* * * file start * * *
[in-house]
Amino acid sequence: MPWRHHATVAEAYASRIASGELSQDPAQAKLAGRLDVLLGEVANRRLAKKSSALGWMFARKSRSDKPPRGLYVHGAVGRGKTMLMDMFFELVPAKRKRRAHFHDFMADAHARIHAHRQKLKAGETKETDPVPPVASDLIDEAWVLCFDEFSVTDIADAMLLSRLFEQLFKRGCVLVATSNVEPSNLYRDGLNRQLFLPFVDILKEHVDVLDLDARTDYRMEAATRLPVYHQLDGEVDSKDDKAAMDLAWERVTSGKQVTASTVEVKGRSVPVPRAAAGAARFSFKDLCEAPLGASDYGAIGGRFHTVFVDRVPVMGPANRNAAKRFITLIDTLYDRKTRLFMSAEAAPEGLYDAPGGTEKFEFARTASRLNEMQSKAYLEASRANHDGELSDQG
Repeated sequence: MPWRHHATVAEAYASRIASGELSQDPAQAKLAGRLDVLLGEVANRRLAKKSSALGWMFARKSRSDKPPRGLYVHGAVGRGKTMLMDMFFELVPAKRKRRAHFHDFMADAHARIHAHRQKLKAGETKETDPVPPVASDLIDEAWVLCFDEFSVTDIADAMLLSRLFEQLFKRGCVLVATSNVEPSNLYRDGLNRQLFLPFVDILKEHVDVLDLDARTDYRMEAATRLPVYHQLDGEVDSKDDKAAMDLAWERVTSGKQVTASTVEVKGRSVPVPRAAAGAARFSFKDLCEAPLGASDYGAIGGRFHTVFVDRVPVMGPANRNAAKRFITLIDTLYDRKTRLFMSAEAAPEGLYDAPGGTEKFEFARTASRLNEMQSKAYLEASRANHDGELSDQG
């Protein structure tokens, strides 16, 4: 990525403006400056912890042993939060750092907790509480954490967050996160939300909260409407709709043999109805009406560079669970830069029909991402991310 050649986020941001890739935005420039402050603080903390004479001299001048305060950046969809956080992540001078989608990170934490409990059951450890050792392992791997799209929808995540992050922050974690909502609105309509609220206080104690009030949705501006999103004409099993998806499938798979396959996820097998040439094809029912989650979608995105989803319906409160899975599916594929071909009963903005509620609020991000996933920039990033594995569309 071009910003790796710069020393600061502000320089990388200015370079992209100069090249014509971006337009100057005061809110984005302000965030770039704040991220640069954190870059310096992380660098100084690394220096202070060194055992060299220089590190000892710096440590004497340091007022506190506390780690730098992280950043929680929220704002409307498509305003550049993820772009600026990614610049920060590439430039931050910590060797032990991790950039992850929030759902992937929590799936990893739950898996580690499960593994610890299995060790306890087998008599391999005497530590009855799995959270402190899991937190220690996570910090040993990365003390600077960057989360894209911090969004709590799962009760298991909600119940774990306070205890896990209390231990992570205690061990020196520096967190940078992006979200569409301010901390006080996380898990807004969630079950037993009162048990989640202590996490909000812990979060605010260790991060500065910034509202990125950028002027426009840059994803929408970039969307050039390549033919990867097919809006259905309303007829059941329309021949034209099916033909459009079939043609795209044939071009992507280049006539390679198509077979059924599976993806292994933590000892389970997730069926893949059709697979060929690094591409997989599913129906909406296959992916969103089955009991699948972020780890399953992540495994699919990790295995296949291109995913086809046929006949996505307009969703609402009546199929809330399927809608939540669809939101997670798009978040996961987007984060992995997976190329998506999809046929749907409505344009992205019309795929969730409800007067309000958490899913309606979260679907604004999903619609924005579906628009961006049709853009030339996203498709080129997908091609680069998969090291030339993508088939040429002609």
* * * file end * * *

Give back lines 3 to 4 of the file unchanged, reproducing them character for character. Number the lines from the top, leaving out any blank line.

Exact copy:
Repeated sequence: MPWRHHATVAEAYASRIASGELSQDPAQAKLAGRLDVLLGEVANRRLAKKSSALGWMFARKSRSDKPPRGLYVHGAVGRGKTMLMDMFFELVPAKRKRRAHFHDFMADAHARIHAHRQKLKAGETKETDPVPPVASDLIDEAWVLCFDEFSVTDIADAMLLSRLFEQLFKRGCVLVATSNVEPSNLYRDGLNRQLFLPFVDILKEHVDVLDLDARTDYRMEAATRLPVYHQLDGEVDSKDDKAAMDLAWERVTSGKQVTASTVEVKGRSVPVPRAAAGAARFSFKDLCEAPLGASDYGAIGGRFHTVFVDRVPVMGPANRNAAKRFITLIDTLYDRKTRLFMSAEAAPEGLYDAPGGTEKFEFARTASRLNEMQSKAYLEASRANHDGELSDQG
């Protein structure tokens, strides 16, 4: 990525403006400056912890042993939060750092907790509480954490967050996160939300909260409407709709043999109805009406560079669970830069029909991402991310 050649986020941001890739935005420039402050603080903390004479001299001048305060950046969809956080992540001078989608990170934490409990059951450890050792392992791997799209929808995540992050922050974690909502609105309509609220206080104690009030949705501006999103004409099993998806499938798979396959996820097998040439094809029912989650979608995105989803319906409160899975599916594929071909009963903005509620609020991000996933920039990033594995569309 071009910003790796710069020393600061502000320089990388200015370079992209100069090249014509971006337009100057005061809110984005302000965030770039704040991220640069954190870059310096992380660098100084690394220096202070060194055992060299220089590190000892710096440590004497340091007022506190506390780690730098992280950043929680929220704002409307498509305003550049993820772009600026990614610049920060590439430039931050910590060797032990991790950039992850929030759902992937929590799936990893739950898996580690499960593994610890299995060790306890087998008599391999005497530590009855799995959270402190899991937190220690996570910090040993990365003390600077960057989360894209911090969004709590799962009760298991909600119940774990306070205890896990209390231990992570205690061990020196520096967190940078992006979200569409301010901390006080996380898990807004969630079950037993009162048990989640202590996490909000812990979060605010260790991060500065910034509202990125950028002027426009840059994803929408970039969307050039390549033919990867097919809006259905309303007829059941329309021949034209099916033909459009079939043609795209044939071009992507280049006539390679198509077979059924599976993806292994933590000892389970997730069926893949059709697979060929690094591409997989599913129906909406296959992916969103089955009991699948972020780890399953992540495994699919990790295995296949291109995913086809046929006949996505307009969703609402009546199929809330399927809608939540669809939101997670798009978040996961987007984060992995997976190329998506999809046929749907409505344009992205019309795929969730409800007067309000958490899913309606979260679907604004999903619609924005579906628009961006049709853009030339996203498709080129997908091609680069998969090291030339993508088939040429002609």